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Using Words to Find Feelings

March 11, 2021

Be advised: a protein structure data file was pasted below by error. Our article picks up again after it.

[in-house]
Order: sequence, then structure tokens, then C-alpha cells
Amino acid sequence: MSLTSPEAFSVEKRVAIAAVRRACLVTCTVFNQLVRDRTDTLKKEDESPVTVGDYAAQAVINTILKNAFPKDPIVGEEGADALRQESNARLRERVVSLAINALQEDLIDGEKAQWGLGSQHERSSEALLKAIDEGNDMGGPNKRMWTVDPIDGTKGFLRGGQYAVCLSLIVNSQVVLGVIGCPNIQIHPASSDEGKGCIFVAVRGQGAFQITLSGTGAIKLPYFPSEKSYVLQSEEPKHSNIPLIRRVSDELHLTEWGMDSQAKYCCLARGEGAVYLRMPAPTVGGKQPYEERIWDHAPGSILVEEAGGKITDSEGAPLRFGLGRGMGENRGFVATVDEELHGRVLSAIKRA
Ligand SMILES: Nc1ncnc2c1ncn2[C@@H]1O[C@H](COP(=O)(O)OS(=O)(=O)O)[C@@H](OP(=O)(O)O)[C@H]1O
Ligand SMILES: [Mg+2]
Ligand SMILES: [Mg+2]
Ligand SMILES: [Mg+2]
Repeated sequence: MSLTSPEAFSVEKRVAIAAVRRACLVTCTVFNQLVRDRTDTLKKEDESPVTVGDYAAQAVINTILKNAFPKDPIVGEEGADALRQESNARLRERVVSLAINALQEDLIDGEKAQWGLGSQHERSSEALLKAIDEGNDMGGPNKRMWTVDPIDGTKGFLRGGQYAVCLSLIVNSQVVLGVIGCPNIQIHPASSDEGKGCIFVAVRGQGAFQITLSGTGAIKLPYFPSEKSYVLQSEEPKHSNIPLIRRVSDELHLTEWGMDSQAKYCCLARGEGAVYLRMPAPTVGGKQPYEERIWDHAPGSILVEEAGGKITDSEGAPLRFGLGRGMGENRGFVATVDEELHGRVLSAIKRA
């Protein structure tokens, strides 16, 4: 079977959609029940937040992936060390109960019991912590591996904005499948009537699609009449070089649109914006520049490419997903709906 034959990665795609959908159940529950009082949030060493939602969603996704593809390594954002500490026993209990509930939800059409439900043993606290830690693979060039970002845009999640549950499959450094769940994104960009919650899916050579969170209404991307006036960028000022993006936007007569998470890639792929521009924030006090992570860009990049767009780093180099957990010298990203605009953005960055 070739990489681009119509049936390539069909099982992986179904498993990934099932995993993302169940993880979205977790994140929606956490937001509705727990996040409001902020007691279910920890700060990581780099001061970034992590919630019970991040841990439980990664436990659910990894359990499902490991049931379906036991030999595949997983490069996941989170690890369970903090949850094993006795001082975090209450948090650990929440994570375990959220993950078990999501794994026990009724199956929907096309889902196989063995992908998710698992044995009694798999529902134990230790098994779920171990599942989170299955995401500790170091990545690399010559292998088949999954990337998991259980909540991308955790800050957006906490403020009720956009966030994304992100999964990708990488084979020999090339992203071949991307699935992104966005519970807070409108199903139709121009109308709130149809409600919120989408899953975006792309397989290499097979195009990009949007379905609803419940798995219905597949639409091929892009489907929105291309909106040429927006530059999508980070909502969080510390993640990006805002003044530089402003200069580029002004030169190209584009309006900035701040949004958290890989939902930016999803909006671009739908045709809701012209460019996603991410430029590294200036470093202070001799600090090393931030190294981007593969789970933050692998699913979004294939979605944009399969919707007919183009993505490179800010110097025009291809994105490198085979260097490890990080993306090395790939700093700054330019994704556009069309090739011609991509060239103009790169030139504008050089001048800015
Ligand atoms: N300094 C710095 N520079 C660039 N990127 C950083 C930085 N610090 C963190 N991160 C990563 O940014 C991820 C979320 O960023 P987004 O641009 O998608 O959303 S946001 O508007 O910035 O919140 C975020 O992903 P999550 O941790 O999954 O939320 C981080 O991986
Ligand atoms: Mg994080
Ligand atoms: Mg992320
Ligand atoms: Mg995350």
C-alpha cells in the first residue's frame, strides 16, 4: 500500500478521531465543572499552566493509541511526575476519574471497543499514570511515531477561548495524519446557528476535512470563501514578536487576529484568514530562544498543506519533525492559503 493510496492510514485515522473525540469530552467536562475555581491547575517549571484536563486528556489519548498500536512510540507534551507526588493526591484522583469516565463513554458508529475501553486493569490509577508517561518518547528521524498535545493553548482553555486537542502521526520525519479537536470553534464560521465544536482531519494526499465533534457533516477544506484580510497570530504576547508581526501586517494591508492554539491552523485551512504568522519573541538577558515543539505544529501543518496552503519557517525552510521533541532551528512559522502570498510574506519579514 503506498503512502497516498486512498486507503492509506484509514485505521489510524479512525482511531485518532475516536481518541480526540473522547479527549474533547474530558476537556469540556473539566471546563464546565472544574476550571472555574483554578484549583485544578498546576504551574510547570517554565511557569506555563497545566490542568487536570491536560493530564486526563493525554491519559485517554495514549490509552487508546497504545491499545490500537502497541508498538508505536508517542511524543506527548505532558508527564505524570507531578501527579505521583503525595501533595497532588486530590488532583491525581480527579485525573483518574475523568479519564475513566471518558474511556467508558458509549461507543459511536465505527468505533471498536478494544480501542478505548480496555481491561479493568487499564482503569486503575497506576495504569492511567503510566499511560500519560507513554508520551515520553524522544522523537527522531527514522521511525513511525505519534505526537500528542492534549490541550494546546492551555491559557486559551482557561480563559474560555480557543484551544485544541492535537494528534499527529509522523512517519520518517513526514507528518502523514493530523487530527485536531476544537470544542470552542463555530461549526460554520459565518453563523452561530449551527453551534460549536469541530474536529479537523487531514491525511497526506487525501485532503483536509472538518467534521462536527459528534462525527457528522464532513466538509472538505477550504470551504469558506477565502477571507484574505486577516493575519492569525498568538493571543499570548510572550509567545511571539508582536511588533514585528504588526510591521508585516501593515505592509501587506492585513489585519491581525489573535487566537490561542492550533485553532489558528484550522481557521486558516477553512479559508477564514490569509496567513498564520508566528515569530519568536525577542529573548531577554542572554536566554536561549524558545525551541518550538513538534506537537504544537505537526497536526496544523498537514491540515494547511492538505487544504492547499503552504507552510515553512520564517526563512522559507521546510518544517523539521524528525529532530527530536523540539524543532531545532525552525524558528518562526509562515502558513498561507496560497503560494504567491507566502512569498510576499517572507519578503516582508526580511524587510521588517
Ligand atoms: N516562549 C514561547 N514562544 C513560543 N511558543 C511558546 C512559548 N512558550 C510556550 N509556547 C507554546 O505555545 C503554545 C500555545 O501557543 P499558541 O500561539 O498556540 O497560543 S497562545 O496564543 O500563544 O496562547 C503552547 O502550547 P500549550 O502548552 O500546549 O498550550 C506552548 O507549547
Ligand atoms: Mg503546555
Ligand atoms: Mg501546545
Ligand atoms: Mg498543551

Here we are on Day 9 of The Artful Recovery ECS. We spent all of today doing on-campus activities. The day started out with painting using colors going from light to dark — either many colors or just one. Next, we got the opportunity to talk with Molly Wingate, founder of Poetry Heals, who spoke with us about poetry and how it can be used as a therapeutic tool. At the beginning of the Zoom meeting, she had us write about what we were thankful for. This part was really interesting because I got to think about myself and what makes me happy to find what I was grateful for. Once we finished sharing our gratitude, she gave us a prompt to write a letter to Covid. This activity was mind-blowing. We were able to think of our own answer to each of the questions, and then we did it all together. Some of the things that were mentioned about covid included the things that we have lost, but more importantly the things that we have gained. In the end, we made a real poem and story out of everything that the group had thought of. It really taught me that there is always a new way to look at things; you just have to tilt your head the right way. After we all finished admiring what we had just created, she showed us a picture of a cabin in the snow and told us to write a lantern poem about what we saw. A lantern poem is where you write a 1 syllable noun about what you see, then 2 syllables describing it, 3 syllables describing it, 4 syllables describing it, and finish with a 1-syllable synonym of your first word. This activity was very interesting, but also one of the harder ones because I couldn’t think of a synonym for snow. The next thing that she had us do was an ekphrastic poem using a photo of a sleeping bear. For this one, we could write whatever we felt like. I wrote a story based on what I saw and the potential that I felt from the picture. After constructing this story/poem, I was extremely impressed with myself and how it turned out. All of the things that we did with Ms. Wingate were so cool because I had never looked at poetry that way before, and now I believe that I will use it more to stay focused and to get my emotions out on paper. The next thing that we got to do back in our in-person class connected with the first thing that our guest speaker had us do: Everyone wrote down something that they were thankful for and put it in our thankfulness jar. Once we all finished, then we went back to our paintings with colors that go from light to dark. Everyone traced out a silhouette of the front of our faces. Our faces were then put onto the paintings. Then we were asked a question that at first I wasn’t sure if I knew how to answer: what our main emotions were and what color would we assign to those emotions. After some thinking, I was able to look into my mind and find all of my emotions and visualize them with a color. After we wrote down our main feelings, we cut them out and put them on our paintings or on our faces depending on where we felt that emotion. That activity made me really think about how I feel and where I feel each thing. The next thing that we did make me really have to think back to my childhood. I had to write down the things that we remembered in a poem starting with “I remember…”. This made me feel so nostalgic because I hadn’t thought about any of those memories in such a long time. Finally, we made a group “Yes, and…” ekphrastic story. This was really cool because we worked together and created something as a group. Overall, today was filled with many opportunities to learn about poetry and writing and how that can help people.